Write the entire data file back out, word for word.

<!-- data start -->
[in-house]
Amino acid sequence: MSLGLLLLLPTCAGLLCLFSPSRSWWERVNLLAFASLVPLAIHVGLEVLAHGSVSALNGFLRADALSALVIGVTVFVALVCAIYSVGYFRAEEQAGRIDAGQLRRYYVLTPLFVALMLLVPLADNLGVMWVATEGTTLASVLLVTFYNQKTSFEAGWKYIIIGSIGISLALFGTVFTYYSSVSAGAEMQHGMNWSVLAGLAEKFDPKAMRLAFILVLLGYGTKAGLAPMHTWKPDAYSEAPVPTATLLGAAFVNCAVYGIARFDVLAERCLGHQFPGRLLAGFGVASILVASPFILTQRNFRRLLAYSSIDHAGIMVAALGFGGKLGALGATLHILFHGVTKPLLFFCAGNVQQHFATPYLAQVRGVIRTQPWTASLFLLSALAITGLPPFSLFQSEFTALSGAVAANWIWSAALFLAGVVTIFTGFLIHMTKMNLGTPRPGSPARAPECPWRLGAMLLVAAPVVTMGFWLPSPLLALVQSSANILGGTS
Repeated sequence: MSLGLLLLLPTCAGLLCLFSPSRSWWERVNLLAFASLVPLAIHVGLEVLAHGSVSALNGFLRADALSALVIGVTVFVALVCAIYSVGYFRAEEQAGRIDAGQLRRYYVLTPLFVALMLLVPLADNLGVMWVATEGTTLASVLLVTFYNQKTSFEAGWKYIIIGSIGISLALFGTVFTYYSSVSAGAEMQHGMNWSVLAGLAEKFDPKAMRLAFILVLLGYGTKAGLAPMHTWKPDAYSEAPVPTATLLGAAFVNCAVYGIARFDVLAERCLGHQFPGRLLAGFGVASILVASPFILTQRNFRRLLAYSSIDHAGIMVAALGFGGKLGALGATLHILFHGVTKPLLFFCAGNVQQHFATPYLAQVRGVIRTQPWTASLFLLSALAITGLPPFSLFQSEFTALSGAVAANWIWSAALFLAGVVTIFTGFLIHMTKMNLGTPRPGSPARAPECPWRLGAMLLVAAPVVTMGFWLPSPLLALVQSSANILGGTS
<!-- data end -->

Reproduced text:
[in-house]
Amino acid sequence: MSLGLLLLLPTCAGLLCLFSPSRSWWERVNLLAFASLVPLAIHVGLEVLAHGSVSALNGFLRADALSALVIGVTVFVALVCAIYSVGYFRAEEQAGRIDAGQLRRYYVLTPLFVALMLLVPLADNLGVMWVATEGTTLASVLLVTFYNQKTSFEAGWKYIIIGSIGISLALFGTVFTYYSSVSAGAEMQHGMNWSVLAGLAEKFDPKAMRLAFILVLLGYGTKAGLAPMHTWKPDAYSEAPVPTATLLGAAFVNCAVYGIARFDVLAERCLGHQFPGRLLAGFGVASILVASPFILTQRNFRRLLAYSSIDHAGIMVAALGFGGKLGALGATLHILFHGVTKPLLFFCAGNVQQHFATPYLAQVRGVIRTQPWTASLFLLSALAITGLPPFSLFQSEFTALSGAVAANWIWSAALFLAGVVTIFTGFLIHMTKMNLGTPRPGSPARAPECPWRLGAMLLVAAPVVTMGFWLPSPLLALVQSSANILGGTS
Repeated sequence: MSLGLLLLLPTCAGLLCLFSPSRSWWERVNLLAFASLVPLAIHVGLEVLAHGSVSALNGFLRADALSALVIGVTVFVALVCAIYSVGYFRAEEQAGRIDAGQLRRYYVLTPLFVALMLLVPLADNLGVMWVATEGTTLASVLLVTFYNQKTSFEAGWKYIIIGSIGISLALFGTVFTYYSSVSAGAEMQHGMNWSVLAGLAEKFDPKAMRLAFILVLLGYGTKAGLAPMHTWKPDAYSEAPVPTATLLGAAFVNCAVYGIARFDVLAERCLGHQFPGRLLAGFGVASILVASPFILTQRNFRRLLAYSSIDHAGIMVAALGFGGKLGALGATLHILFHGVTKPLLFFCAGNVQQHFATPYLAQVRGVIRTQPWTASLFLLSALAITGLPPFSLFQSEFTALSGAVAANWIWSAALFLAGVVTIFTGFLIHMTKMNLGTPRPGSPARAPECPWRLGAMLLVAAPVVTMGFWLPSPLLALVQSSANILGGTS